In yet another example of how the “ConspiracyTok” community on TikTok can be a gateway to misinformation, four creators, one of whom is verified, are pushing dangerous far-right conspiracy theories to their unknowing viewers, often garnering millions of views.
Conspiracy TikTok, also known as “ConspiracyTok,” is a community that frequently discusses conspiracy theories. However, some popular ConspiracyTok creators have crossed the line from discussing conspiracy theories to actively peddling them. ConspiracyTok’s far-right extremism problem isn’t new, and there is evidence to suggest that TikTok’s recommendation algorithm may even promote far-right or extremist accounts.
A verified TikTok creator is spreading Alex Jones propaganda and child-trafficking misinformation
Austinvro, a verified creator with over 4.2 million followers, is using this platform to push dangerous extremist conspiracy theories. In one video, austinvro cites “a man named Alex Jones” as proof that a conspiracy theory is real.
Jones, a far-right conspiracy theorist and head of the Infowars network, has bragged about his TikTok popularity even though he has been supposedly banned from the platform. Jones has been sued over his false claim that the 2012 Sandy Hook mass shooting -- which killed 26 young children and school employees -- was a hoax. He also helped fund the January 6 pro-Trump event that led to a violent failed insurrection at the U.S. Capitol.
“The following stuff I’m about to say is 100% real and this part is not a conspiracy,” says austinvro. He then goes on to cite Jones and play an Infowars video which includes Infowars’ url. The video has over 6.9 million views.
In another video, austinvro claims that “according to some websites'' (he does not say which), “at least 200 children are kidnapped at Disneyland every single year and then trafficked” via tunnels under the park. The rest of the video is about freemasons.
“They also have a club called ‘33’ and the number 33 supposedly represents the highest level of freemasonry that you can get to,” austinvro says of Disney. “On top of that, the road that this club is supposedly on is 33 Royal Street and at the time of opening they had 33 corporate sponsors. Do you see a pattern?”
One popular ConspiracyTok creator regularly posts far-right transphobic videos and satanic-panic content targeting fellow TikTokers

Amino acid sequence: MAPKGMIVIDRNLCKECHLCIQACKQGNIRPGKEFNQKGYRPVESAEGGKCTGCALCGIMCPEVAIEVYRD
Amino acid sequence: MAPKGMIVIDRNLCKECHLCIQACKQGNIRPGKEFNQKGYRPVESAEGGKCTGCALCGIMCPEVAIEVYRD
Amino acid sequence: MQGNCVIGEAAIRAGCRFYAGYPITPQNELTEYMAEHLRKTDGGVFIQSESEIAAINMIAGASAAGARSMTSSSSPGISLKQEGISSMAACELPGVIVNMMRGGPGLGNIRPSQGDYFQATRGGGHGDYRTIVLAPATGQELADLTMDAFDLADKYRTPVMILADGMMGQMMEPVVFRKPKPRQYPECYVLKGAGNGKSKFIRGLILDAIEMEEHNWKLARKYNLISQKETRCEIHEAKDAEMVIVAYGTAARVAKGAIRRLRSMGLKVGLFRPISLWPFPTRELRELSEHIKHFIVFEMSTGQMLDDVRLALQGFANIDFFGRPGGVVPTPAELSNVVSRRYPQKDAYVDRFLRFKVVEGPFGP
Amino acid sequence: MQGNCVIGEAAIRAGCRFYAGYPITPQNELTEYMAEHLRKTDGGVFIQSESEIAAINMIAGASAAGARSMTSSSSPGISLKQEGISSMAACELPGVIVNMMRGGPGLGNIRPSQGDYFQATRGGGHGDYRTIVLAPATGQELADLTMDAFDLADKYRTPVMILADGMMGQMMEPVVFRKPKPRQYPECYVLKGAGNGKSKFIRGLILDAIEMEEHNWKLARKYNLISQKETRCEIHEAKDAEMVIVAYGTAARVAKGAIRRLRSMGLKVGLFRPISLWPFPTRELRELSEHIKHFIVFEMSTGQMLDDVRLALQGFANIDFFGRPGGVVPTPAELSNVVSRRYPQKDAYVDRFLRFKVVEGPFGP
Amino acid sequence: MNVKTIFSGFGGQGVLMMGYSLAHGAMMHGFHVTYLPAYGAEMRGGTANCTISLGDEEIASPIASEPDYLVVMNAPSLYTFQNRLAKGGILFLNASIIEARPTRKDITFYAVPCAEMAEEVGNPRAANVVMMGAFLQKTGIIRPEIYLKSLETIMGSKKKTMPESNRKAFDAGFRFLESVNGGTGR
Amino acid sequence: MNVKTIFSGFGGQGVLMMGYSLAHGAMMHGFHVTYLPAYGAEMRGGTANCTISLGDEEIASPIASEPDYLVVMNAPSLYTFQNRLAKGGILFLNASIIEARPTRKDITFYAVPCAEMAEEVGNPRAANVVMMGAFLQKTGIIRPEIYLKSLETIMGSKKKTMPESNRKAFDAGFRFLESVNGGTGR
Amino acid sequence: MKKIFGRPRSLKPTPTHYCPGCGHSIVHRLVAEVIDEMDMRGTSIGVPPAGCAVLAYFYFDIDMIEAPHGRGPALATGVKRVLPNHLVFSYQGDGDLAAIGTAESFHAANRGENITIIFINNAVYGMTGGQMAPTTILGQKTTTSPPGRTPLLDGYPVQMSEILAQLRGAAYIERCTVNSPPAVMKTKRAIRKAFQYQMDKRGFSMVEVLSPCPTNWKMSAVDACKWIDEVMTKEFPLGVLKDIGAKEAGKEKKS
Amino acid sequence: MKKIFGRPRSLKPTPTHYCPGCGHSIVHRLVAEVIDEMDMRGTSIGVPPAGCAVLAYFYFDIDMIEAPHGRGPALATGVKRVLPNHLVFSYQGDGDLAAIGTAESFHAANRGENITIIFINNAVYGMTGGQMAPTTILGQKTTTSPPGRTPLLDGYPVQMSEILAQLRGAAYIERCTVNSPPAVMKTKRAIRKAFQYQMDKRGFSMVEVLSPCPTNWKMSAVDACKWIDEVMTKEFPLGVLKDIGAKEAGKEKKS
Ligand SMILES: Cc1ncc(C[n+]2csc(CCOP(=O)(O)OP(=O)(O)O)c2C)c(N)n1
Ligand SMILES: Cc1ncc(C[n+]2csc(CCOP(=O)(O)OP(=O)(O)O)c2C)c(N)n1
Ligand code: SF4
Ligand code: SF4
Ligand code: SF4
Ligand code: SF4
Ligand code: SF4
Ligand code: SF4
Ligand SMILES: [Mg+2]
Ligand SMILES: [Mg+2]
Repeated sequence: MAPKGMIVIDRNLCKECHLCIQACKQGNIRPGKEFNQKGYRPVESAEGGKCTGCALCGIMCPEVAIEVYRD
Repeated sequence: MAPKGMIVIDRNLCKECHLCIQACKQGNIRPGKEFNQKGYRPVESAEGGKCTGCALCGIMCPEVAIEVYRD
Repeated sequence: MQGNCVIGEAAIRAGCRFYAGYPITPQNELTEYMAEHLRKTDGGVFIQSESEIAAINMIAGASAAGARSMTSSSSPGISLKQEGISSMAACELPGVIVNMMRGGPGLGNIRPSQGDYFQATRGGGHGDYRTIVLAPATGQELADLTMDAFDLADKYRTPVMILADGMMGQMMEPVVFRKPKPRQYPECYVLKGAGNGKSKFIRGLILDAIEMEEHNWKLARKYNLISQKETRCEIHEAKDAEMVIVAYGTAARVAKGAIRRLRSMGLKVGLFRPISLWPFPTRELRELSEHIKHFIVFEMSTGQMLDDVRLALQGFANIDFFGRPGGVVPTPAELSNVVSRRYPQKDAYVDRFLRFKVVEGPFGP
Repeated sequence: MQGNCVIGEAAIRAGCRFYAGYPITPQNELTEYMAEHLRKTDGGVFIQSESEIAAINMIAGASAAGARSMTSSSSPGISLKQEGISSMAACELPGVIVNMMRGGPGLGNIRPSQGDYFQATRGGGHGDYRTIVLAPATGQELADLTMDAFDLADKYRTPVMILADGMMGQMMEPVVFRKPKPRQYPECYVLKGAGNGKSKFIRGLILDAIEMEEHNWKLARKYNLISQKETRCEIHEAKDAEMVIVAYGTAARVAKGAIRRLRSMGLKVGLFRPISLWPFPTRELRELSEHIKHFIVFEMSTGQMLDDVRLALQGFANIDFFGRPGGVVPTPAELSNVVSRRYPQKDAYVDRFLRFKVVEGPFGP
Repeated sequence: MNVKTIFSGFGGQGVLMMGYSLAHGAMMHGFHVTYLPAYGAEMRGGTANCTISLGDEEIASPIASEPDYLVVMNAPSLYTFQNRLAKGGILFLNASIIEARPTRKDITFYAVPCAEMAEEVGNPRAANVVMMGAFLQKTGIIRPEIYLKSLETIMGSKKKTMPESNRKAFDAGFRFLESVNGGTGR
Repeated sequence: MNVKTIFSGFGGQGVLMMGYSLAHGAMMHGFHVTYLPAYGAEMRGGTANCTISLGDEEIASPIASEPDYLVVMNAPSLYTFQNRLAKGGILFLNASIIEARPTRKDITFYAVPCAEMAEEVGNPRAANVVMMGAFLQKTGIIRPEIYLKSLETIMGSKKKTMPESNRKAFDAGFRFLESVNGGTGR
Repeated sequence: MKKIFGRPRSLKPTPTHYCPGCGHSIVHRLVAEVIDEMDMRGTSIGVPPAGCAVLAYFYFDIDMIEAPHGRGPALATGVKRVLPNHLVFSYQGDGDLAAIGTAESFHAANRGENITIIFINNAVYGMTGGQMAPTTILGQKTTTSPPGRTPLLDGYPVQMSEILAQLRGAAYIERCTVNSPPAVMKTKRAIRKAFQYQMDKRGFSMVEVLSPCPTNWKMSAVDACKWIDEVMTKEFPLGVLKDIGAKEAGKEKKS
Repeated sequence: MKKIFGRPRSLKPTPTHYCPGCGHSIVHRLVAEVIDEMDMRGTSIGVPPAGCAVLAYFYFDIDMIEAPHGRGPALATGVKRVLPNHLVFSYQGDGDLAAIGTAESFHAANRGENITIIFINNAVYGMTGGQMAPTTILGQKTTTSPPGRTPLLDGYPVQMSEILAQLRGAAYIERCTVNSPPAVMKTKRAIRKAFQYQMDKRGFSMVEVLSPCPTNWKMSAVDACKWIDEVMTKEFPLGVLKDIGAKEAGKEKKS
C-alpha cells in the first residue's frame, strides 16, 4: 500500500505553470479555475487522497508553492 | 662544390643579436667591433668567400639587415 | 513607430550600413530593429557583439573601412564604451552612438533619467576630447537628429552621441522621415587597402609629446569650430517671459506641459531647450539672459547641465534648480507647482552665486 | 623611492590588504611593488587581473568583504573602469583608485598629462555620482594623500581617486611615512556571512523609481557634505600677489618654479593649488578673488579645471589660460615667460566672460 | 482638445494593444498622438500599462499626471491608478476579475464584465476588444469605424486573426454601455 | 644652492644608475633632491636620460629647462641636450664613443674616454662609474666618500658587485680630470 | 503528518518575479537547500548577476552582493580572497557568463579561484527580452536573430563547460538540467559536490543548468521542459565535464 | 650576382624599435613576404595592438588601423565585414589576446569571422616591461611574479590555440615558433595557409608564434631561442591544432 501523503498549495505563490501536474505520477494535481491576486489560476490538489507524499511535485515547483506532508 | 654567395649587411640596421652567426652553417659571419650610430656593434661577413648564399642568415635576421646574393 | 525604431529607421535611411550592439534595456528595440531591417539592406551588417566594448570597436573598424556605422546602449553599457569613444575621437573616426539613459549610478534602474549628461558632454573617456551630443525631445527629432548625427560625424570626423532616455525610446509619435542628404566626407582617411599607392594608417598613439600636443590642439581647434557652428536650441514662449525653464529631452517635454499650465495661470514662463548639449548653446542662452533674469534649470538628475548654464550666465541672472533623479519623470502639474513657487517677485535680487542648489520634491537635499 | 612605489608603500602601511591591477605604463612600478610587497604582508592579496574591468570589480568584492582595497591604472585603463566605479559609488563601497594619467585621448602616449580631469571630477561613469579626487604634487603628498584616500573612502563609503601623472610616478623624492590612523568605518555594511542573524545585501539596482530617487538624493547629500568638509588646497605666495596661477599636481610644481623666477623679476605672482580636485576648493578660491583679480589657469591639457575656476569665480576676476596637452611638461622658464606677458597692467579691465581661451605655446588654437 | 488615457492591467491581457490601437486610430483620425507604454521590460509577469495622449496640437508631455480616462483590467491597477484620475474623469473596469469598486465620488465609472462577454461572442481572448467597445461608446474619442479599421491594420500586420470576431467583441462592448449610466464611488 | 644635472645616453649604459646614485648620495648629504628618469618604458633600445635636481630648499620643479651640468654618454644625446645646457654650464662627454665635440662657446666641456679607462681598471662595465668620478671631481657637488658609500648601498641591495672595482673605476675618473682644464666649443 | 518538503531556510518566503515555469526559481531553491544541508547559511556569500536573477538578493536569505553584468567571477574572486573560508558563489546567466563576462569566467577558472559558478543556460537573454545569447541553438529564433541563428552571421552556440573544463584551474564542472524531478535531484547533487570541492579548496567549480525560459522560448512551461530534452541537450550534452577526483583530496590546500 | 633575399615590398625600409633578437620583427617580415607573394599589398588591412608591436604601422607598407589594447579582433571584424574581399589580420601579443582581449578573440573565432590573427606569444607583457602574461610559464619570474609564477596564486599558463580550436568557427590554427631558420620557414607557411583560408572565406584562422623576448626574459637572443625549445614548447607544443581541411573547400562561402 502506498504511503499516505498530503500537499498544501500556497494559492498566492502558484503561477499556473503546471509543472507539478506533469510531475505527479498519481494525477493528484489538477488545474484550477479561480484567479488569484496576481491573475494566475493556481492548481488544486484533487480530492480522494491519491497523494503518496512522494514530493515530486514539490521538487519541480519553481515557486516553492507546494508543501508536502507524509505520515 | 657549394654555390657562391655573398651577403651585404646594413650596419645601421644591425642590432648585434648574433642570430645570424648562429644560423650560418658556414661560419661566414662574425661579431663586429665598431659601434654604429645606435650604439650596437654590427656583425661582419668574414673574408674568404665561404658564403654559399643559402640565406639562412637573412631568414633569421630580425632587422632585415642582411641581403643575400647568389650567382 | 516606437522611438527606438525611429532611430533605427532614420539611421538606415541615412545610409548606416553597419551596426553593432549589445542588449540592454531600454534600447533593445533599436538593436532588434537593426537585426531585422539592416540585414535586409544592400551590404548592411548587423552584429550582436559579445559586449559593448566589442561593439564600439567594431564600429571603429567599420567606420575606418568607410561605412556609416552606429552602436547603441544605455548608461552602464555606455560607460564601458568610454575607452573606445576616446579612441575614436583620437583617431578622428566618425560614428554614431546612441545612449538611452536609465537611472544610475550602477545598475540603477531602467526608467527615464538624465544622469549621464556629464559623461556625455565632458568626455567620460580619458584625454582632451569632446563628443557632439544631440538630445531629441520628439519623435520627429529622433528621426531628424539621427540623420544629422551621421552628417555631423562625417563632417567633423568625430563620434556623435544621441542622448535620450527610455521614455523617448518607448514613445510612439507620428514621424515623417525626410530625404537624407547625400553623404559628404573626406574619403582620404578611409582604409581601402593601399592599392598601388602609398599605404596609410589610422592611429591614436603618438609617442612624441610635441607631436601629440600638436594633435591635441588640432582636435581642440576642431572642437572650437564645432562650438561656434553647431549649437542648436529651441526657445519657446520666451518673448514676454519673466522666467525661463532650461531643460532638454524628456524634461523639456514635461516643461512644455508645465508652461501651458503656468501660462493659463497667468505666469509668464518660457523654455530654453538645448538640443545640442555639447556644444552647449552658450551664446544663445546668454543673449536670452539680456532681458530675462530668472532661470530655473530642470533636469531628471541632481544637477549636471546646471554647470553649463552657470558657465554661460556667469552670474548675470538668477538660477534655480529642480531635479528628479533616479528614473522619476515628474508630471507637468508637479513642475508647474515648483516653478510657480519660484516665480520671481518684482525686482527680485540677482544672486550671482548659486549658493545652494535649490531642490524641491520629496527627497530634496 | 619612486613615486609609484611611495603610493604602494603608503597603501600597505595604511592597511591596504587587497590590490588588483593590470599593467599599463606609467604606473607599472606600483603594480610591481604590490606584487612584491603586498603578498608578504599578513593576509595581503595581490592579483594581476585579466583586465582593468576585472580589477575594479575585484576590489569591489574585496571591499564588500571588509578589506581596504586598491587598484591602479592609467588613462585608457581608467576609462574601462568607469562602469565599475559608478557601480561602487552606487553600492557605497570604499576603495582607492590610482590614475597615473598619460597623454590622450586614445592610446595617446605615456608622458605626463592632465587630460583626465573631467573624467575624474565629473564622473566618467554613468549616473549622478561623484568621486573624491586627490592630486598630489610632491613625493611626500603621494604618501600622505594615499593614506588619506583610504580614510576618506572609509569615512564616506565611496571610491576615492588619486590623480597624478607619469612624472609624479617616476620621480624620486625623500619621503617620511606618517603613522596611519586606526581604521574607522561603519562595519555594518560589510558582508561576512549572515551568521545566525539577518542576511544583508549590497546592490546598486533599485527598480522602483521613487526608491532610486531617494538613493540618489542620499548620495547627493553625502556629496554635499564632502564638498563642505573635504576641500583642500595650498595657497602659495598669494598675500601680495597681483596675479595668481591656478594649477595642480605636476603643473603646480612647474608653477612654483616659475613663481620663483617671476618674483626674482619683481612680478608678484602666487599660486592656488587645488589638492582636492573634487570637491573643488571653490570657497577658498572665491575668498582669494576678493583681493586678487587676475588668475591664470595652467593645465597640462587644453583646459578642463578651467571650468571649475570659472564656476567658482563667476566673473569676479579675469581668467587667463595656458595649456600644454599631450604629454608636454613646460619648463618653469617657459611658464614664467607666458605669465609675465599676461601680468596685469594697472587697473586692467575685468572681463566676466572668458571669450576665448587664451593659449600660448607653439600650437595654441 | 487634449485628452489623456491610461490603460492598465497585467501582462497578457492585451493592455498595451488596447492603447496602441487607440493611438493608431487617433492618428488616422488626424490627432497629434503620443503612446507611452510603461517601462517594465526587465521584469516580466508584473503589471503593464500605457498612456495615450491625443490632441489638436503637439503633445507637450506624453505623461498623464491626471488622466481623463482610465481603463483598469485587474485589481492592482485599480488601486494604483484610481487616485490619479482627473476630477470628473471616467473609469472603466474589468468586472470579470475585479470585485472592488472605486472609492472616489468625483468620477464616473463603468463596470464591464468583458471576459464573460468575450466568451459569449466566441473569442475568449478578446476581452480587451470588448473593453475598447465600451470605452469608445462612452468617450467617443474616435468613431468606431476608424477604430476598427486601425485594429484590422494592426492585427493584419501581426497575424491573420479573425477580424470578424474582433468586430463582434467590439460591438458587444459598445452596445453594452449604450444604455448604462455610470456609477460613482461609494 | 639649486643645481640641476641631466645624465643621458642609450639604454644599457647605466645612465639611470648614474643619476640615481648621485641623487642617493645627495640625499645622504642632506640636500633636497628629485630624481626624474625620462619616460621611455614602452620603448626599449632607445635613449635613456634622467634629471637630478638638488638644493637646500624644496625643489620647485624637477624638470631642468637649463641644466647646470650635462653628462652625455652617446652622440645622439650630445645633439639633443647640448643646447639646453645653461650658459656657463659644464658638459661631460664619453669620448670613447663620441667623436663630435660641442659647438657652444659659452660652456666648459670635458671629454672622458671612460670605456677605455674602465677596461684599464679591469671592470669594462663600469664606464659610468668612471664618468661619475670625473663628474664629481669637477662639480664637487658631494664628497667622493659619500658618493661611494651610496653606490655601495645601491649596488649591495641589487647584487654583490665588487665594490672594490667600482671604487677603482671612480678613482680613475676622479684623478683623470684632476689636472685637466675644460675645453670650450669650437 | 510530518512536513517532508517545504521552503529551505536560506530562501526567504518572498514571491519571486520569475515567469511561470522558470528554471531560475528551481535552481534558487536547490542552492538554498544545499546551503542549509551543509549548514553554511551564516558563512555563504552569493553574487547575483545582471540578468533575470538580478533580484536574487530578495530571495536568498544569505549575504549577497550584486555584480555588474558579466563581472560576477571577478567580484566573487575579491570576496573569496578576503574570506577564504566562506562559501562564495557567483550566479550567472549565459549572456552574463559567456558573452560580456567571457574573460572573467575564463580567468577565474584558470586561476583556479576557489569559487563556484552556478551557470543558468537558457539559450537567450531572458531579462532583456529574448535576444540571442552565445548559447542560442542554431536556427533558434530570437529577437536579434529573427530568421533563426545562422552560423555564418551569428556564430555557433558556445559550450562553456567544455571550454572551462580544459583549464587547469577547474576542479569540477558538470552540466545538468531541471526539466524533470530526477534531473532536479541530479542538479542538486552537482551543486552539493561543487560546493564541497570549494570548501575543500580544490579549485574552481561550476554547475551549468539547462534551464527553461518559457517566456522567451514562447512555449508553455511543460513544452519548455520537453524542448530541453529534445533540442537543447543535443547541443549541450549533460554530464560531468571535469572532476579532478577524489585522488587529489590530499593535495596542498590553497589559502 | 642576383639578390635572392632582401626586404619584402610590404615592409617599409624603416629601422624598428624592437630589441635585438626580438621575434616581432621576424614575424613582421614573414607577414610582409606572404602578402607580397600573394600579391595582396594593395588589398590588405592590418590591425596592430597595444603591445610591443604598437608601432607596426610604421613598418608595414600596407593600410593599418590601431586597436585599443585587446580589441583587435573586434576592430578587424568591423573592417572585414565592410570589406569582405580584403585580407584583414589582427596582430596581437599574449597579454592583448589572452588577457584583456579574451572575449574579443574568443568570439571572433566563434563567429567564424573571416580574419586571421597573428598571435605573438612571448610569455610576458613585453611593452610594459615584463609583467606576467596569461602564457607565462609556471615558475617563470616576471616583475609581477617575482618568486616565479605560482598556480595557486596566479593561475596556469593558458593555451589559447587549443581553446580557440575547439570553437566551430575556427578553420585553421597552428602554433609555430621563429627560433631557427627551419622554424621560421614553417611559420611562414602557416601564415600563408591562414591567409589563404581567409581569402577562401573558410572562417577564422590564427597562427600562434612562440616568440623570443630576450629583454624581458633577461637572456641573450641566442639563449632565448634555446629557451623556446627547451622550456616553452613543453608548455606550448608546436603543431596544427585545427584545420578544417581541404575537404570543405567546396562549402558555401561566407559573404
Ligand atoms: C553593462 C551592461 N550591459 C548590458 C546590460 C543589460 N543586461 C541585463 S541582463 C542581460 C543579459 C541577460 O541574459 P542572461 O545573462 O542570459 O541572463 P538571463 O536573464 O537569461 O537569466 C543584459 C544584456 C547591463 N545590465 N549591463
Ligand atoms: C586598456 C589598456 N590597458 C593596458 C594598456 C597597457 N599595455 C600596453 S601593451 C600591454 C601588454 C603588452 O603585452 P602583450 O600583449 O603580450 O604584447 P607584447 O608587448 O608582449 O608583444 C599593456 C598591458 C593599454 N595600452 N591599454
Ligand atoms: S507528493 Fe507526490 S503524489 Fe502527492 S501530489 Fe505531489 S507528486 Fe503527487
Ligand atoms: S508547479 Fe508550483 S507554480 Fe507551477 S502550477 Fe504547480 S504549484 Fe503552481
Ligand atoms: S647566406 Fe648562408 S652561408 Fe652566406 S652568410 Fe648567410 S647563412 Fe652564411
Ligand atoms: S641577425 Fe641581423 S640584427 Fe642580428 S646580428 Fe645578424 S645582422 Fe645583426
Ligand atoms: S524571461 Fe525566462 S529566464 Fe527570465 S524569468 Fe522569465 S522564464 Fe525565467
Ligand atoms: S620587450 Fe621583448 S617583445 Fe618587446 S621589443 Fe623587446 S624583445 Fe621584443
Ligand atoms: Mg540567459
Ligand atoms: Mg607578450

Another ConspiracyTok creator, truthseekerzmac, has over 428,800 followers and regularly posts far-right transphobic videos targeting Black women. He claims that Michelle Obama and rapper Megan Thee Stallion were “born male,” which has been a favorite talking point of right-wing conspiracy theorists for years.
Truthseekerzmac has also made multiple videos attempting to prove that celebrities have sold their souls or are making human sacrifices (another classic far-right conspiracy theory). He has even targeted fellow TikTok creators like Charli D’Amelio and Bella Poarch, making videos speculating about if they sold their souls for material gain.
A Wayfair-adjacent child trafficking conspiracy theory is going viral because of a ConspiracyTok creator
Dontghostme, a creator with nearly 1 million followers, made a video claiming that Amazon is involved in child trafficking because of suspiciously priced hats which he alleges could be a front for illegal activities. “Amazon might be involved in trafficking but there is evidence to back it up,” says dontghostme.
A ConspiracyTok creator’s COVID-19 denial content has gone viral
Finally, paranomal_activity, an account with over 33,400 followers, posted a two-part video claiming that a doctor’s apartment was stormed because of supposedly revealing truths about “the global elite” and COVID-19. The doctor, Andreas Noack, is actually an anti-lockdown activist, but the “storming” was not related.
According to Lead Stories, “the chief prosecutor's office, the Generalstaatsanwaltschaft in Berlin, confirmed that the house search was part of an investigation into another person and that Noack's political views were irrelevant to the operation. Police had a search warrant for the whole building in which Noack rents an apartment. The YouTuber and two other individuals present during the raid were not arrested.”
Although this creator’s follower count is relatively low compared to other ConspiracyTok creators, the two-part video series racked up over 1.5 million views and builds upon a growing body of other coronavirus-related conspiracy theories on the platform. For example, this user also posted a common COVID-19 misinformation video claiming that a televised vaccination was staged without a needle.
TikTok must take action to stop the spread of far-right extremism on its platform
By not diligently moderating extremist content and creators on its own platform, TikTok is allowing for the rapid spread of far-right misinformation to an audience of young users. Despite the obvious harm content like this could cause, it remains in wide circulation on the platform. These four ConspiracyTok creators continue to gain popularity by covertly peddling far-right extremism to their young followers, and TikTok allows it.